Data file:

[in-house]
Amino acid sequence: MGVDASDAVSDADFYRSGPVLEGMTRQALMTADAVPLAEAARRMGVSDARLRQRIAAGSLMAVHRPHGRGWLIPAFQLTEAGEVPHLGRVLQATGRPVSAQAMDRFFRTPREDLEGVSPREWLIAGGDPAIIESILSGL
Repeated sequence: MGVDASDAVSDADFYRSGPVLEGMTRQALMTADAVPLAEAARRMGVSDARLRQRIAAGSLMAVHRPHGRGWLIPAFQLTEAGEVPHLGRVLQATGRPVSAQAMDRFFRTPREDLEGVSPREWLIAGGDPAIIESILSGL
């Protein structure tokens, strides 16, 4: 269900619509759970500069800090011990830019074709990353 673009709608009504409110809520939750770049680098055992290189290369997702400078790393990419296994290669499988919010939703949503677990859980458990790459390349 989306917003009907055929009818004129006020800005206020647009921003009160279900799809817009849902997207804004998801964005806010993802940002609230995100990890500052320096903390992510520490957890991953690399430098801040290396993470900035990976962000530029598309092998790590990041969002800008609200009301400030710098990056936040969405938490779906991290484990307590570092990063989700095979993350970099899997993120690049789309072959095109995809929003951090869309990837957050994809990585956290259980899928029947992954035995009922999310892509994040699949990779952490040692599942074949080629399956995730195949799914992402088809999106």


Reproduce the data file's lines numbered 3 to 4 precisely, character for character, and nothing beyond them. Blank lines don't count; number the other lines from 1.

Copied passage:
Repeated sequence: MGVDASDAVSDADFYRSGPVLEGMTRQALMTADAVPLAEAARRMGVSDARLRQRIAAGSLMAVHRPHGRGWLIPAFQLTEAGEVPHLGRVLQATGRPVSAQAMDRFFRTPREDLEGVSPREWLIAGGDPAIIESILSGL
């Protein structure tokens, strides 16, 4: 269900619509759970500069800090011990830019074709990353 673009709608009504409110809520939750770049680098055992290189290369997702400078790393990419296994290669499988919010939703949503677990859980458990790459390349 989306917003009907055929009818004129006020800005206020647009921003009160279900799809817009849902997207804004998801964005806010993802940002609230995100990890500052320096903390992510520490957890991953690399430098801040290396993470900035990976962000530029598309092998790590990041969002800008609200009301400030710098990056936040969405938490779906991290484990307590570092990063989700095979993350970099899997993120690049789309072959095109995809929003951090869309990837957050994809990585956290259980899928029947992954035995009922999310892509994040699949990779952490040692599942074949080629399956995730195949799914992402088809999106």